Christmas funding boost for 47 churches

Published: Wednesday, December 15, 2021

 

47 churches across the UK are being helped with grants totalling £473,000.

The Christmas funding package from the National Churches Trust is our third and final funding round in 2021.

£155,700 of the funding supporting 27 grants is provided by Wolfson Fabric Repair Grants, as part of our partnership with the Wolfson Foundation to support Listed churches in the UK. This latest round of funding takes the number of churches funded by Wolfson Fabric Repair Grants in 2021 to 67.

In 2021 the National Churches Trust has awarded or recommended 273 grants totalling £3.67 million to help keep church buildings open and in good repair. The total includes £2 million from the Heritage Stimulus Fund, part of the Government's Cultural Recovery Fund.

We are supporting a tremendous range of projects including:

  • Urgent repair work to allow the bells to ring again at Grade I Listed St Andrew's church in Rockbourne, Hampshire.
  • Tower and roof repairs and the installation of a kitchen at Grade I Listed St Peter and All Hallows in Huntspill, one of the best country churches in Somerset, which is often called The Cathedral of the Levels.
  • Roof repairs to Grade II Listed Our Lady of Lourdes, in Hednesford, West Midlands, one of the very first all concrete Catholic churches in the UK and unique when it was built.
  • Installing modern facilities and urgent repairs to Grade B Listed Findhorn church in Moray, Scotland, built in 1843 by architect John Urquhart, and which features a largely unchanged Free Church interior.

Broadcaster and journalist Huw Edwards, Vice President of The National Churches Trust, said:

"The latest funding from the National Churches Trust is a much-needed lifeline for churches and chapels, many of which are struggling to raise money to keep their buildings in good repair."

"The grants will safeguard unique local heritage and provide a real boost to the people who look after and use churches and chapels for worship and for many important community activities."

Paul Ramsbottom, Chief Executive at the Wolfson Foundation, said:

"As well as being the spiritual heart of their communities, churches remain a vital part of the UK's heritage and history. We know that it can be challenging for churches to access funding to keep these remarkable buildings in good repair, particularly in the wake of the pandemic. We are therefore delighted to continue our work with the National Churches Trust in supporting the preservation of churches across the UK."

Full details of the latest grants

Full details of the 17 Cornerstone Grants awarded for fabric repairs and the installation of modern facilities are below, listed in alphabetical order of counties. A photo gallery is at the bottom of this page.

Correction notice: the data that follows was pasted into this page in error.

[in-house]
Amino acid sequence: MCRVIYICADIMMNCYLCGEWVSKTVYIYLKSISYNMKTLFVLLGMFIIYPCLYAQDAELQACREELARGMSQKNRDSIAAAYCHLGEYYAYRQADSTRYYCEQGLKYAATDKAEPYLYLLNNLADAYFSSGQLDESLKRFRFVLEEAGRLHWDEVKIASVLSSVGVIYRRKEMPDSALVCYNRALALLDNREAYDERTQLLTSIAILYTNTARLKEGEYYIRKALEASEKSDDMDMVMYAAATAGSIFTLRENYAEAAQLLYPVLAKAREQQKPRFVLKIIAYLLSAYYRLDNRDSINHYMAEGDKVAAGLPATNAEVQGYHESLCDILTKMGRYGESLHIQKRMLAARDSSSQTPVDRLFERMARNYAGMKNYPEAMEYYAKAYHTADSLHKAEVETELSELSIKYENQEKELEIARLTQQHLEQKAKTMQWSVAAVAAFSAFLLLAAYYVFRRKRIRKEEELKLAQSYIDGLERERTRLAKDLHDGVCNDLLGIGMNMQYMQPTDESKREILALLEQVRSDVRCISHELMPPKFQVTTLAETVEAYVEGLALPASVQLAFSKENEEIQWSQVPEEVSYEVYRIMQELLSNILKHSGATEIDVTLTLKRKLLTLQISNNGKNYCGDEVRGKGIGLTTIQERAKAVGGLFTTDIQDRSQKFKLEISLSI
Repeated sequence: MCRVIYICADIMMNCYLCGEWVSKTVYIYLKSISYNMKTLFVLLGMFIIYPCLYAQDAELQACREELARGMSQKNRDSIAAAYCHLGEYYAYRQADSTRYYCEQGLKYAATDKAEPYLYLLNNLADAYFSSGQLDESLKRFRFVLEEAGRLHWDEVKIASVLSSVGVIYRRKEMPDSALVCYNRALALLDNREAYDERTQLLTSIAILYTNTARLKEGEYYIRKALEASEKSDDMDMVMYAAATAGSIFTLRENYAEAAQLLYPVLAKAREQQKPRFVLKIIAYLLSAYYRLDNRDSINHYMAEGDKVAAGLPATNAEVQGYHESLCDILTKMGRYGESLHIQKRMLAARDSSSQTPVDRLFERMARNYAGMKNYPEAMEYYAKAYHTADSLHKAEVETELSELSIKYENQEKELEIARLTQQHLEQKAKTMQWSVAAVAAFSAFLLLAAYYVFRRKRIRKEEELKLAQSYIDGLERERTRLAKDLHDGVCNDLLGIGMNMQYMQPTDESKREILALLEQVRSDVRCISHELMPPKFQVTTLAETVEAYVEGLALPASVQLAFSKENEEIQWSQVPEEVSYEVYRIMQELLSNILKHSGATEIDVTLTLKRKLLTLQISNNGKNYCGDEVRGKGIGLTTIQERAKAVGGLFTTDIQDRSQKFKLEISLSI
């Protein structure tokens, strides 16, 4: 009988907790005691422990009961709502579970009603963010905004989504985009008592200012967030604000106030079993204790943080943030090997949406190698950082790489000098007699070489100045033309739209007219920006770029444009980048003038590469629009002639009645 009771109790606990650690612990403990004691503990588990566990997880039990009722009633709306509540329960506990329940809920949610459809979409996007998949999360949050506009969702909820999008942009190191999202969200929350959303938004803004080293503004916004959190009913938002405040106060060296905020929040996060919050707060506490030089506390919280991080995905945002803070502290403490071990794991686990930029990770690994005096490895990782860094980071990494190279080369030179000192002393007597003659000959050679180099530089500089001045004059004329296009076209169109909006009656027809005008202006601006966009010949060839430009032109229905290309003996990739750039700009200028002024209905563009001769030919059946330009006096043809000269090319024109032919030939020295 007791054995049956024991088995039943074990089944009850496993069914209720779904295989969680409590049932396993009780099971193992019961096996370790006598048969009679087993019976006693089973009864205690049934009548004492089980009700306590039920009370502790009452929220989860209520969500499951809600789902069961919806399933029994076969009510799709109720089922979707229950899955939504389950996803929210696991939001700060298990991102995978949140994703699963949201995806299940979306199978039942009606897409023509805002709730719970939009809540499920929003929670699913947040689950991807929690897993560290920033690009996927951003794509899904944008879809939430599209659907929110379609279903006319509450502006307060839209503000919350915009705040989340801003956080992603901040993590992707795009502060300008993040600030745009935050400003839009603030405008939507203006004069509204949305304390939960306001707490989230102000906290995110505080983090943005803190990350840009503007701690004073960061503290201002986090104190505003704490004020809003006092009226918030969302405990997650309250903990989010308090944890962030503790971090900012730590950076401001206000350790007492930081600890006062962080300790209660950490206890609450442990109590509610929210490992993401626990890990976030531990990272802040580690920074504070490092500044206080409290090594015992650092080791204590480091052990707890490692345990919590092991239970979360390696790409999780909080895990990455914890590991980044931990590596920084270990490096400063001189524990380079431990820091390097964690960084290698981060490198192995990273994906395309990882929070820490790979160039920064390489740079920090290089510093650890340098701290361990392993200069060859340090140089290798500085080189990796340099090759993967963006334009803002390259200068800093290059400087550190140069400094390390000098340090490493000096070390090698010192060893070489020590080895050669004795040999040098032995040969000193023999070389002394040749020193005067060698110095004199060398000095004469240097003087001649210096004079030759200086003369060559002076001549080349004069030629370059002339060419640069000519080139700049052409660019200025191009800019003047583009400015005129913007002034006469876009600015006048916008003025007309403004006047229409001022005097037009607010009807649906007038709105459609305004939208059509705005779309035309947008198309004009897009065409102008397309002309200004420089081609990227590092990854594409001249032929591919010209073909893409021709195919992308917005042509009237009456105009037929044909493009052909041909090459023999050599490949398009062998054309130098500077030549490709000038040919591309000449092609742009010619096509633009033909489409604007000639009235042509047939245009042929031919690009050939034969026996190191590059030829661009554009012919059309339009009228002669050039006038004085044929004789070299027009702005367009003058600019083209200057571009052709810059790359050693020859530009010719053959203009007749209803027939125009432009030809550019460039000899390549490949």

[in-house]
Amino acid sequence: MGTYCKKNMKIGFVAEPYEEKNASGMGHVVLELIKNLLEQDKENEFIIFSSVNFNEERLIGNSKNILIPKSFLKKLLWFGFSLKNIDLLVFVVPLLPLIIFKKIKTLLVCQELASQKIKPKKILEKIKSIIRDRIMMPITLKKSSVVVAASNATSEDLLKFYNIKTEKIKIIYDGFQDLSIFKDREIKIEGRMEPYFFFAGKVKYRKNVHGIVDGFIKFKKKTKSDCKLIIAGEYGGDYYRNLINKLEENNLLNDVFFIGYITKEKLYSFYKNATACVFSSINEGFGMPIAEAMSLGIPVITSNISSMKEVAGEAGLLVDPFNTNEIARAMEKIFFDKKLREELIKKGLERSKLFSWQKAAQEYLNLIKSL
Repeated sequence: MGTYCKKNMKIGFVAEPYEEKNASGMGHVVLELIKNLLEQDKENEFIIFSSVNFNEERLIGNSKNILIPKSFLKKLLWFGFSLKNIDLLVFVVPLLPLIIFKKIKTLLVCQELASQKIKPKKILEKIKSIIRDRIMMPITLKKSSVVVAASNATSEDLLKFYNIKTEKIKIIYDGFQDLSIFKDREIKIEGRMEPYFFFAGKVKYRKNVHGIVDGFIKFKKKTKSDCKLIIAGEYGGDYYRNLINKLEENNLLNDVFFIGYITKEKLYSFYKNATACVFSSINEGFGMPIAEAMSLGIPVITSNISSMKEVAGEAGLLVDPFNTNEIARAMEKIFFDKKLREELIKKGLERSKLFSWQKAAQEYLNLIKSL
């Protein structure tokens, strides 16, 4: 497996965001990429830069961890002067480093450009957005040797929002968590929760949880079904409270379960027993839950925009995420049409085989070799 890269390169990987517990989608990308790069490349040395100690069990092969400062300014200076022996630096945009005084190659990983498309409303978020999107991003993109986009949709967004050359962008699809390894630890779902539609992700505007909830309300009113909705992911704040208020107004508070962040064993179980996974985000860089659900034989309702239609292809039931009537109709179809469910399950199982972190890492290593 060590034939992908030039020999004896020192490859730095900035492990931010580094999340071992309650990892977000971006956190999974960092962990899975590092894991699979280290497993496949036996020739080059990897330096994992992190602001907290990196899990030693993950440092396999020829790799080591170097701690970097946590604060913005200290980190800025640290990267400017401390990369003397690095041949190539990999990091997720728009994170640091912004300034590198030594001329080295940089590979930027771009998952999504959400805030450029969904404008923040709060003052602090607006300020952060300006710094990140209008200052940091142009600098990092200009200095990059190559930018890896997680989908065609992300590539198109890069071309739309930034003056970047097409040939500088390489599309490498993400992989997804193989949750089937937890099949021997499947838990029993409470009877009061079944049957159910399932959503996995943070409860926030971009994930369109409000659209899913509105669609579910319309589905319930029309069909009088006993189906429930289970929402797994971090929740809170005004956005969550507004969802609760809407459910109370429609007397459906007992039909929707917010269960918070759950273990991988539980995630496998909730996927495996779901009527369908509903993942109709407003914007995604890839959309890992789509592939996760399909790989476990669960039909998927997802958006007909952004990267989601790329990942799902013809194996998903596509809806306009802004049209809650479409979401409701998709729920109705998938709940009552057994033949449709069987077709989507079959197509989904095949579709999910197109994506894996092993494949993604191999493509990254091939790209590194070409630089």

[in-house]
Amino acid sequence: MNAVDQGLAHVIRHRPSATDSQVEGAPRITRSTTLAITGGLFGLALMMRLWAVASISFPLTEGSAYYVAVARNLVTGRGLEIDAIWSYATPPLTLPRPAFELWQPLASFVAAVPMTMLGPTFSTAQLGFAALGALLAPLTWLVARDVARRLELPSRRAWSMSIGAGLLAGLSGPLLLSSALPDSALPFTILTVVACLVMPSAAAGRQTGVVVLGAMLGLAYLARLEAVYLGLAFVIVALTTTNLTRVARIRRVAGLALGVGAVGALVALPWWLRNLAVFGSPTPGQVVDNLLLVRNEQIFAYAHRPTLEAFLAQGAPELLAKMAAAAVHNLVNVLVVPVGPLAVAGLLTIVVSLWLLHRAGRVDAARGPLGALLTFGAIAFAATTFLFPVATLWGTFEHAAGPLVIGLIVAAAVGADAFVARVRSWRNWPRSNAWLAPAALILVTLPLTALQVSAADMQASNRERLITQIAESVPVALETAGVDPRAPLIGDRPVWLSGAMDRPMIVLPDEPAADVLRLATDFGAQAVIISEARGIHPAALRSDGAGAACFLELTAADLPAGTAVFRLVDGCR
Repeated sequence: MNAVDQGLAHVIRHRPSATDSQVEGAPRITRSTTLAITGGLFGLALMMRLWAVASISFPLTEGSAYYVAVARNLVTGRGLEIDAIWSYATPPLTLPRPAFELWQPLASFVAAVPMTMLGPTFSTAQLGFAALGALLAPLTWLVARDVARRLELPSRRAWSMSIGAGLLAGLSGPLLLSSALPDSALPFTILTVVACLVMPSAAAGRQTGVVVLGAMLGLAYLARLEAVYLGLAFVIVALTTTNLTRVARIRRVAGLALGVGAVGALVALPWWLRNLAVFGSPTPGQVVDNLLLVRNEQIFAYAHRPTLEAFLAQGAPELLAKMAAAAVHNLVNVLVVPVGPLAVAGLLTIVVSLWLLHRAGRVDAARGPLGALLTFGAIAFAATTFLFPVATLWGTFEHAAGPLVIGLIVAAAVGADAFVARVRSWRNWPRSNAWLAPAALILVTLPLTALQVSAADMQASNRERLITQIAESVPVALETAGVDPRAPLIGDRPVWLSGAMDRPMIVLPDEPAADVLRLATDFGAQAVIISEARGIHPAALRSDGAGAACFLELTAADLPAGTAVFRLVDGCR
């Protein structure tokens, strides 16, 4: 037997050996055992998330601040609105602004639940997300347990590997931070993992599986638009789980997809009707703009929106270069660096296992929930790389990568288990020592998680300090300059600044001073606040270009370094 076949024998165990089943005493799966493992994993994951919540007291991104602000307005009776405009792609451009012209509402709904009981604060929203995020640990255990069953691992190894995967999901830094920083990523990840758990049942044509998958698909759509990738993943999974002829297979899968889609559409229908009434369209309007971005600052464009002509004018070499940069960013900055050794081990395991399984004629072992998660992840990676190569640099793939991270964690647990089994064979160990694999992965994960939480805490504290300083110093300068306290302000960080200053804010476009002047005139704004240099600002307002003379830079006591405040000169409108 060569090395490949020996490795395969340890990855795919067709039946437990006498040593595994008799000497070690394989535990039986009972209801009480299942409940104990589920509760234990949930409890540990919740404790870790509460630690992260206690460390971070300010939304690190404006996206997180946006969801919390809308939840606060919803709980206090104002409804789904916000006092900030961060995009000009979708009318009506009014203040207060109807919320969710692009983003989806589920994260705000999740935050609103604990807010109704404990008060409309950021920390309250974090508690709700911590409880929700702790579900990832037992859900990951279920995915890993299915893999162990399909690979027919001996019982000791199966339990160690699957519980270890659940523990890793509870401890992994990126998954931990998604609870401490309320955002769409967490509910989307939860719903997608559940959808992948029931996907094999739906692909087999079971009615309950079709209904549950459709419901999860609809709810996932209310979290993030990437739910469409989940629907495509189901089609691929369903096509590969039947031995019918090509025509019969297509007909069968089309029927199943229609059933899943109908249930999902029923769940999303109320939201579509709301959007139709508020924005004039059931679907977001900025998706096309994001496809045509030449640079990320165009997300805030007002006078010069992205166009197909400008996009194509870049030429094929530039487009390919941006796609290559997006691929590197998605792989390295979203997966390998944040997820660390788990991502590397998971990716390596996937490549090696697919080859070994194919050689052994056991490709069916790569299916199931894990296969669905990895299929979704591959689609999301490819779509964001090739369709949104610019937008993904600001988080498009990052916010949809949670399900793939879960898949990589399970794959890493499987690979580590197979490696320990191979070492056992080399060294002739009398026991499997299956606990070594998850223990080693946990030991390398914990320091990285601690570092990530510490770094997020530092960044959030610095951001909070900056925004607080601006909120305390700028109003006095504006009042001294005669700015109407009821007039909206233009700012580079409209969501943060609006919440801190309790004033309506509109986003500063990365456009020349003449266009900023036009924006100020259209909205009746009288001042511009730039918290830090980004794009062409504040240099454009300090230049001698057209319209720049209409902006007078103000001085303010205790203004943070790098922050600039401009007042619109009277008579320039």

Additional grants to fund a range of church building maintenance, small repairs and development projects have been awarded by the National Churches Trust and by the Wolfson Foundation and with the support of the Pilgrim Trust. Information about all the grants awarded

Buckinghamshire

SS Simon and Jude, Castlethorpe - Grade I

A £10,000 National Churches Trust Cornerstone Grant will help fund urgent work to SS Simon and Jude and keep the church at the heart of the local community.

The church

Castlethorpe church is of Anglo-Saxon origin, although the building is of Norman foundation, with the nave, north arcade and north aisle dating from the late 12th century.

The church stands in an elevated position in the heart of the village, within the earthworks remaining from a motte and bailey castle built by Winemar the Fleming who was gifted the land by William I. The church later became a chapel for the Earls of Warwick.

The village developed around the church, which is built of local ironstone and limestone, with ironstone decoration in the window arches. It has two medieval mass dials on the south and west walls, and a pinnacled west tower (rebuilt in 1729 using some older material) with a 15th century bell.

The project

The work at the church centres on the installation of a kitchen and toilets which will offer the church the opportunity of launching a series of community inspired projects and activities.

Gloucestershire

St Cyr, Stinchcombe - Grade II*

A £5,000 National Churches Trust Cornerstone Grant will help fund urgent work to St Cyr and keep the church at the heart of the local community.

The church

Parts of St Cyr date from the 15th century but the church was rebuilt in the 'Decorated Style' in 1855.

Built of Cotswold limestone, it includes a nave, chancel, south aisle, two-storey north porch, three-stage west tower with octagonal spire which was rebuilt in 1882 following a lightning strike.

The project

The grant will help to fund the installation of a kitchen and toilets, which will offer the church the opportunity of launching a series of community inspired projects and activities.

Hampshire

St Andrew, Rockbourne - Grade I

A £12,000 National Churches Trust Cornerstone Grant will help fund urgent work which will allow the bells to ring again at St Andrew's church and keep the building at the heart of the local community.

The church also receives a £7,500 Wolfson Fabric Repair Grant from the Wolfson Foundation, on the recommendation of the National Churches Trust.

The church